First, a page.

Networking for the Common Good of Fire and EMS

 By:  Robert Avsec

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As some of you may know, in addition to running this “shop” I also am a regular contributor of on-line content for FireRescue1.com where I write on just about any topic that my editor sends to me each month (Thank you, Rick Markley!).  Not infrequently I receive e-mail messages from someone who’s read one of my articles and liked it and wrote to say so—or tell me something that I forgot! (The latter doesn’t happen t-o-o often, right Rick?).

So today I received the following message from one of our readers and after responding back—with the same information I’m about to share with you—I thought, “There are probably some other folks out there who could benefit from this as well.” (That’s how us bloggers think!).  So here goes…

Dear Chief Avsec,

I found your article LDH: Get big water to big fire

Knowing how to use and care for large-diameter hose is critical for effective fire ground operations.  I need some advice from a sage like yourself on the LDH.

I was a professional FF and retired after 25 years from Va. Beach, Virginia.  I have been out of the fire service for 10 years and recently re-joined to help the local department.  This is a small town in Utah and the hydrants are supplied by a 6” main.  We have 6 volunteers who have no experience.

They were given 4” hose from a California Department.  The hose was put into service in California in 1999.  When I did hose testing half the hose had pin holes in them and huge bubbles.  Since we did not have enough 4” hose left I removed it from the truck and put on 1,000 feet of 3” instead.  There is only one 3” intake on the truck so I could not do double lays of 3” hose if I wanted to.  (Double lays = the way we did it in the 70’s, 80’s 90’s before LDH).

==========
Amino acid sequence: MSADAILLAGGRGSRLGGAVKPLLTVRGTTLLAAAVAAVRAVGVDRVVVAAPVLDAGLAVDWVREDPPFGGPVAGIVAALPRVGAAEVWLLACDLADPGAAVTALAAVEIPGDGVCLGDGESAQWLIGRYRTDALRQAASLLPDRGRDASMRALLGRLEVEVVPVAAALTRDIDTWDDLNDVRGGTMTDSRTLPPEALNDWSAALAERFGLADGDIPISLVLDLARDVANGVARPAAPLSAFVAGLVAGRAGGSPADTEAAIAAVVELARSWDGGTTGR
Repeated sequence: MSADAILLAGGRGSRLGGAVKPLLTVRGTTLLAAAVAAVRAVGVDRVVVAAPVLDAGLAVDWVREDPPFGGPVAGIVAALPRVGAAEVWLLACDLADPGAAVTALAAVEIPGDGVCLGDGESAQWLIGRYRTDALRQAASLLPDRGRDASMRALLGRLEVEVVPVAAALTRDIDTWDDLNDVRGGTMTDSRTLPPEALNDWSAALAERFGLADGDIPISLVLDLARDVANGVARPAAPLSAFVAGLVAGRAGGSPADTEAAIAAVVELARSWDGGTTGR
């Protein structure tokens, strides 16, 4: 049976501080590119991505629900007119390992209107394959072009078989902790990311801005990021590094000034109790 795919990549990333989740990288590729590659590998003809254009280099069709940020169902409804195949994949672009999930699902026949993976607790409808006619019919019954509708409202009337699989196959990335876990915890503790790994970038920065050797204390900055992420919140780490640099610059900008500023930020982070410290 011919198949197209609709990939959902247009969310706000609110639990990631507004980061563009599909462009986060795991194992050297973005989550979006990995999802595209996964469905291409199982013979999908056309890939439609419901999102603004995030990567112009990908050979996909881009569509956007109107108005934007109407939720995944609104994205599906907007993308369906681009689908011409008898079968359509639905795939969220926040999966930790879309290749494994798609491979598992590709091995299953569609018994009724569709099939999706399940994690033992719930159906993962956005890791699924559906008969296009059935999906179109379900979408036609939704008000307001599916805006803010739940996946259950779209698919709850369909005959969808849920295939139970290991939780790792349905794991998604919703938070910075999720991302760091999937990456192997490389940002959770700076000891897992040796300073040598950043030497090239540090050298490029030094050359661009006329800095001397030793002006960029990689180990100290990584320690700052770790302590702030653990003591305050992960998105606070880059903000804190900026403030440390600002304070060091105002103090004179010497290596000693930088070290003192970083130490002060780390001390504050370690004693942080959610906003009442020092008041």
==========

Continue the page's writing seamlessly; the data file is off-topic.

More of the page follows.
So my question to you is.

  1. Are the pin holes…and the large bubbles for sure a reason to take it out of service? (I am assuming yes)
  2. How long does LDH last? No time limit just pass test?
  3. To keep the price down (small town FD) should I purchase new 4” and couple the old hose that passed the test, as I don’t feel comfortable with only 3” hose as my only supply line.
  4. Or should I purchase 5” or 6” instead?

Of course I could purchase an adapter for the 4 1/2” intake to a 2 1/2 to connect another 3” hose for supply line. But would still have to purchase 700 feet of 3” to lay double lines to Engine.

Any suggestions would be greatly appreciated

[Name withheld for privacy concerns]

Here’s what I told the Chief in my response:

Don’t know that I’m necessarily a “sage”, but thank you for the compliment 🙂

Here’s what I can offer you in the way of technical information sources and my opinions.

Your questions to me:

  1. Are the pin holes…and the large bubbles for sure a reason to take it out of service? (I am assuming yes)
  2. How long does LDH last? No time limit just pass test?

One can never go wrong by starting with “what the standard says”.  This is the applicable NFPA standard for all things hose:

National Fire Protection Association. NFPA 1962: Standard for the Inspection, Care, and Use of Fire Hose, Couplings, and Nozzles and the Service Testing of Fire Hose, Chapter 4.7 Cleaning and Drying. 2013 Edition. Available in Read-Only format on-line:  http://www.nfpa.org/codes-and-standards/document-information-pages?mode=code&code=1962

The next website is a great resource for practical hose care and maintenance questions and answers (It’s one that I consulted when writing the article you read).

North American Fire Hose Corporation. Fire Hose Care, Handling & Maintenance. http://nafhc.com/care